- Will future customers define quality differently from current customers?
- How closely do your customer satisfaction and financial metrics correlate? Are your customer satisfaction scores as strong as your financial indicators?
- Do your products or games have more features or complexity than most of your customers value?
- Is there a new metric that aligns with the needs of future customers?
If other companies are moving into your space at a lower cost, what some might call disruption, it could signal the third fault line. Companies that start by serving niches often expand to gain increasing share of the mainstream market.
To determine if your position is at risk, review the industry’s periphery: analyze start-ups, adjacent competitors and historical partners and suppliers that have the potential to fill existing and emerging customer needs. Again, the authors offer several questions to guide your analysis:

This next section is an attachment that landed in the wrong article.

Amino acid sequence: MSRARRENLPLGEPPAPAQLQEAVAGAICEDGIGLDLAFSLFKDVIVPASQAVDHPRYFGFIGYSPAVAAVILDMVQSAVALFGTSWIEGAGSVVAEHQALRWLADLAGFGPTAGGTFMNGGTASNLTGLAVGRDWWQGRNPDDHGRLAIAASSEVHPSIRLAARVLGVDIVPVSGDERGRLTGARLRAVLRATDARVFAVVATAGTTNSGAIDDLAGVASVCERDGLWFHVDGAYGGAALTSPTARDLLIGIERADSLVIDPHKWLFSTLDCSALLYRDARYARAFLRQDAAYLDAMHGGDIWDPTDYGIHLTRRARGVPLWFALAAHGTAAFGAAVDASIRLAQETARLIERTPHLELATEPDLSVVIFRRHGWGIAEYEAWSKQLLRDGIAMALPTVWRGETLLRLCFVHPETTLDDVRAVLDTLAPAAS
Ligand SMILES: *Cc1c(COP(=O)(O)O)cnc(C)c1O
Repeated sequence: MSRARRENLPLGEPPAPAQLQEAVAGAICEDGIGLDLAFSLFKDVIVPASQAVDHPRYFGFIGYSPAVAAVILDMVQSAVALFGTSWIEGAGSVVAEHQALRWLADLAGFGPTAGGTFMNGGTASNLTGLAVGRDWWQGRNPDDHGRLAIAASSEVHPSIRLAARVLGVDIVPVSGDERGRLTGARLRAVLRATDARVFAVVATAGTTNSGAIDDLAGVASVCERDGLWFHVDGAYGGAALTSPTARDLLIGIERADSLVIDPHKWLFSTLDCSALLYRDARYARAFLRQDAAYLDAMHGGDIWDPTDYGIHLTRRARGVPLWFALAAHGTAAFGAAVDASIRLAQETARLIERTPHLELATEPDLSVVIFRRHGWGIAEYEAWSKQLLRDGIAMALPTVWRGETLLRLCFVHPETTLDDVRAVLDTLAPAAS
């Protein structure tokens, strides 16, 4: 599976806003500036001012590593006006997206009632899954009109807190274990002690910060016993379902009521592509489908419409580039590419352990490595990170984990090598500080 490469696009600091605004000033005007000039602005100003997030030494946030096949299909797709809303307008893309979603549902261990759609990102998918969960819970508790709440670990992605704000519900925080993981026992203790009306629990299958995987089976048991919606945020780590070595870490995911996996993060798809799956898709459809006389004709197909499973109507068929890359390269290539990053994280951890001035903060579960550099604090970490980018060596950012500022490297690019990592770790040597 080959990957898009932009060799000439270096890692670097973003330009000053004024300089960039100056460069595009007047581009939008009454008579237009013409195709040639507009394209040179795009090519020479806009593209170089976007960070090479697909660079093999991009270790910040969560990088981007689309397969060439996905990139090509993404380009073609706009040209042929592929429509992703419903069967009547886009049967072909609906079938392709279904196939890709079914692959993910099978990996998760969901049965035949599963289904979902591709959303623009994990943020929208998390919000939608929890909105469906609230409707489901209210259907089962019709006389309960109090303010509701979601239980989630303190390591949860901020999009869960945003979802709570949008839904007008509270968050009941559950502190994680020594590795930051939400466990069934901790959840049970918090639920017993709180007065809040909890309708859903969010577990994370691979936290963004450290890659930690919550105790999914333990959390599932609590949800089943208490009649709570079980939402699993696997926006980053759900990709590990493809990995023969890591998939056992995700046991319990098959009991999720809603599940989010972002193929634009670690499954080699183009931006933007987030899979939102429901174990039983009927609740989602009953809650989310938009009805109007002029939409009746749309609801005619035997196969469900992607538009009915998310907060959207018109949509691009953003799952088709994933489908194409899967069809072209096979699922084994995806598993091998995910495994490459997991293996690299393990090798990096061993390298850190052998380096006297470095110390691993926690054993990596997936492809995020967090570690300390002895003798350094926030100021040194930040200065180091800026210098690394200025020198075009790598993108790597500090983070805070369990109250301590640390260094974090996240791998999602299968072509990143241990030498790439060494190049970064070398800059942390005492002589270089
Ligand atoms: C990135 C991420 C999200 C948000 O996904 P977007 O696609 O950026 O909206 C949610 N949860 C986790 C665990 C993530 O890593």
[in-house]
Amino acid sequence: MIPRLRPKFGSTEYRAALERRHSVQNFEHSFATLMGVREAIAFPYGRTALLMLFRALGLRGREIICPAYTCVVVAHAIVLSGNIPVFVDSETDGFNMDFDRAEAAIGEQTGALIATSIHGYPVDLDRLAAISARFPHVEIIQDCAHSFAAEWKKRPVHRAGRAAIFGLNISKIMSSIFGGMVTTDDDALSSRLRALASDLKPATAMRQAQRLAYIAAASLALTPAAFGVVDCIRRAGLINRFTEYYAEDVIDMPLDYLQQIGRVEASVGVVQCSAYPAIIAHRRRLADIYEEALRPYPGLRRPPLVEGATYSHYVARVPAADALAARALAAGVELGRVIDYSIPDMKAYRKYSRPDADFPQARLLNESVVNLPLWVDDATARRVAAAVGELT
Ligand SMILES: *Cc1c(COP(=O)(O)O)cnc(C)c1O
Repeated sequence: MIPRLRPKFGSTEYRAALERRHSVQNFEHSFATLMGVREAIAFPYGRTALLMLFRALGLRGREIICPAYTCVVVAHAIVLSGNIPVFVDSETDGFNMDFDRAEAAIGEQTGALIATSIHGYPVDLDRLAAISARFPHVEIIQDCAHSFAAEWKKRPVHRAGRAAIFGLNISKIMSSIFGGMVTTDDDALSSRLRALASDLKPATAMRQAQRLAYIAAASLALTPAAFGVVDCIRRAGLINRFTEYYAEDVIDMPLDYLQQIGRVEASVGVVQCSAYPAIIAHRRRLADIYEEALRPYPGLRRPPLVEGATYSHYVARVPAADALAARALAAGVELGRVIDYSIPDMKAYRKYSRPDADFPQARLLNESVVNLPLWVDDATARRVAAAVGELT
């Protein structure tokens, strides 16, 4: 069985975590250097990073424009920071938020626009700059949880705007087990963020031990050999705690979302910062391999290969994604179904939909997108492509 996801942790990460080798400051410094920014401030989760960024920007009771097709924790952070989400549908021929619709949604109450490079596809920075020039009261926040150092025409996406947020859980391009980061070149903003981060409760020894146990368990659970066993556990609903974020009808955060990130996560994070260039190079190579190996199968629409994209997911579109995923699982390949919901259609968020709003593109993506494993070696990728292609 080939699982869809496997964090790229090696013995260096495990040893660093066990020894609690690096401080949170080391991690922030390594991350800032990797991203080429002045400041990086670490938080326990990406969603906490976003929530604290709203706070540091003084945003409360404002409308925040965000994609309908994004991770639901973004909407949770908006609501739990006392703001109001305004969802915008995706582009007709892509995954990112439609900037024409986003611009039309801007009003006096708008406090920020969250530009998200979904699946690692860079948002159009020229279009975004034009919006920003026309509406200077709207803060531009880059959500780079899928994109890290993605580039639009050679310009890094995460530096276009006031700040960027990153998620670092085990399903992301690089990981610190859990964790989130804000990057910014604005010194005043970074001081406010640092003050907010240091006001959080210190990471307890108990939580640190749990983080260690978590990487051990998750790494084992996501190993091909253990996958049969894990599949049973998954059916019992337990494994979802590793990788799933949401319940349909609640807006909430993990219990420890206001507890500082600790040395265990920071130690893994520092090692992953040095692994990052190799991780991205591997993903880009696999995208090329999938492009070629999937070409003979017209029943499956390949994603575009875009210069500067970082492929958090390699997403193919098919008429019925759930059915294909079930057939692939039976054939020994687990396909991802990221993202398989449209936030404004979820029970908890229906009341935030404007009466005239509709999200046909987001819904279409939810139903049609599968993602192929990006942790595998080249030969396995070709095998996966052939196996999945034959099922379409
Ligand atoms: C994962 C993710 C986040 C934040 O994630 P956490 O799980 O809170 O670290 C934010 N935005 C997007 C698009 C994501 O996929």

- Are regulatory, technological or other external developments lowering barriers to entry or changing how customers consume your product?
- Are external forces diminishing the value of your role in the industry?
- Is a disruptive technology emerging that could significantly change the cost-value equation in a major part of your industry?
- Is your industry expanding to include new kinds of competitors? Is there consolidation among major players?